Regarding the Merc poll that showed the race to be very close, I seem to remember that this same institute released a poll that showed Measure A winning and Chavez winning the primary.  I’m not sure that they are very accurate pollsters.  BUT, I could be wrong!!

    Reed Volunteer,
    Pete Campbell

  4. Please…it is not Friday yet…as for the SG article, I totally agree that this small, low cost type of event does more for a community than any big time thing like a GP though I can’t imagine it ever becoming much more than B-to-B or Wharf-to-Wharf and that would be a stretch.  Fun race though, it was.

  5. The course needs to be revised so that it runs on more commercial streets and not so many residential streets. There is no reason to make it hard for residents to leave their homes on a nice Sunday morning to head off to their weekend activities.

  6. ABC, that’s hilarious!  It puts things in good perspective.  I see that Reality Check didn’t think much of it, however.

  7. The city that can’t trim neighborhood trees on its own schedule, can’t find the money to repair its roadways, ignores the infrastructure upon which its residents depend, and provides less public safety per capita than any other large city, somehow found the inspiration and energy to overwhelm its otherwise neglected neighborhoods with Sunday morning rock music.

    How absolutely idiotic!

    If I wanted to listen to painfully-loud rock music I would first undergo a lobotomy then head for the downtown. I thought it was bad enough that our homes are constantly vibrating from the over-amplified thump-thump-thumping of cruising morons, not to mention the insanely loud, illegally-modified Harleys fired-up every weekend by all the posers caught up in mid-life crisis.

    Have we created a generation so attention-deficient and manic that it must seek-out and destroy peace and quiet wherever its exists? Do these people have an insatiable need to draw attention to themselves? Isn’t it enough that the music and beer crowd has the entire downtown all to itself nights and weekends?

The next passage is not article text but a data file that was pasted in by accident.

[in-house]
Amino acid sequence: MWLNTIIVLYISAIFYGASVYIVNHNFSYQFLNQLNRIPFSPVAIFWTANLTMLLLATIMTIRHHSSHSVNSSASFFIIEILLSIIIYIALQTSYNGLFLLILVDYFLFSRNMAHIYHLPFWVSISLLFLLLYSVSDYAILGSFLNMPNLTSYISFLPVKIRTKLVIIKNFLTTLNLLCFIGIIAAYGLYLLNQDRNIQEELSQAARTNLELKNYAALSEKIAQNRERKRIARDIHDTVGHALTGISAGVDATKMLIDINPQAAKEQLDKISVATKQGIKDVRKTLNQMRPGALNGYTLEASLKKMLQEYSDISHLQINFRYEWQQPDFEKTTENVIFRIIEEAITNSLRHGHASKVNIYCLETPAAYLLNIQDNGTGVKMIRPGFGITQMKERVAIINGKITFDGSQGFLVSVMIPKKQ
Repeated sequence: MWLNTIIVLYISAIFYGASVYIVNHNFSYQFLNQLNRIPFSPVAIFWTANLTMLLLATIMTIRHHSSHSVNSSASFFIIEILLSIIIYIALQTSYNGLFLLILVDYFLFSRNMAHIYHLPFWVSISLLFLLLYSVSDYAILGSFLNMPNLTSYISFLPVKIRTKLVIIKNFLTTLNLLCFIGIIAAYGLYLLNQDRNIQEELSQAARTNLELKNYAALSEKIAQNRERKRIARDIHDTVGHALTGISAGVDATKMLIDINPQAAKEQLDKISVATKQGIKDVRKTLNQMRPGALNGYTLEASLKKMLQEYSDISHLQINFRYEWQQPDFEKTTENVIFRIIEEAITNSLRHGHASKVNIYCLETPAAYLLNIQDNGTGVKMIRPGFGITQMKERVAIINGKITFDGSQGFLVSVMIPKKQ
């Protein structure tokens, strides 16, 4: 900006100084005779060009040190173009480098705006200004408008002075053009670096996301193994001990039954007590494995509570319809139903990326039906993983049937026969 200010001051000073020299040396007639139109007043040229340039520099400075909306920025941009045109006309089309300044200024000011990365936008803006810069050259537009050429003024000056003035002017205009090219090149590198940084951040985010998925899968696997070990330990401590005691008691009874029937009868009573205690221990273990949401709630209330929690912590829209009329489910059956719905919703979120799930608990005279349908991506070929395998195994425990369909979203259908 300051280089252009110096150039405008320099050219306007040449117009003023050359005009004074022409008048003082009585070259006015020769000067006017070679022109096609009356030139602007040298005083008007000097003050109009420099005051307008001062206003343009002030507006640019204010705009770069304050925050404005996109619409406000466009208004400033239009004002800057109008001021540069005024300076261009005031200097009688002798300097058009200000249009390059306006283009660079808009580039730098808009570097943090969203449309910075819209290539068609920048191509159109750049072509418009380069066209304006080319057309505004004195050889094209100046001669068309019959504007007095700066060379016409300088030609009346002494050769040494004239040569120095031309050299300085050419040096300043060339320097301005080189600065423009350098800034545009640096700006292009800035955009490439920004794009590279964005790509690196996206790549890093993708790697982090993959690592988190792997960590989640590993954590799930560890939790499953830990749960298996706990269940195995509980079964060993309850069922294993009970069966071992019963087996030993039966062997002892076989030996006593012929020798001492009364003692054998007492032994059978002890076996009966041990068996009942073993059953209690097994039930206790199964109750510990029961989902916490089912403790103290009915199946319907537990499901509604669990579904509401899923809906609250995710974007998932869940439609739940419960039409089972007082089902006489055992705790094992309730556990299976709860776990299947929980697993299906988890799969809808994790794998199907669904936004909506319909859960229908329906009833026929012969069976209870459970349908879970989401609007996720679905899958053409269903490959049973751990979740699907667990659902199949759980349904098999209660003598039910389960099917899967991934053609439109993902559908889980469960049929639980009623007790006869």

Oh, and who, besides stoners living in their parents’ basements, blasts rock music first thing in the morning?

    There was no reason to disturb residential neighborhoods and the working folks who deserve to be left alone. The race could’ve been done without the noise, or held in one of the many business districts deserted on the weekends. But that, of course, would’ve been in keeping with San Jose’s way—because it would’ve been stupid.

  8. I personally liked that it came into my neighborhood streets. It was fun to watch and listen to the music! I saw the signs posted for about a week that notified all that streets would be closed. They also did a few writeups in the paper about it. The advertising could have been better but they drew 11,000 people I think so they must have done something right.

    Sam Liccardo really did it in 1 hr 28 min? Wow! I think that the winner did it in an hour. I would still be walking it!

  9. ABC…

    After reading SG’s posting, my twisted sarcastic mind had composed the perfect response. . .  then I read your comment #2.  Perfect; well said.

  10. finfan #13 sumed it up pretty well. Oh, and one other thing-they should have spent more time trying to minimize the negative to VTA bus routes.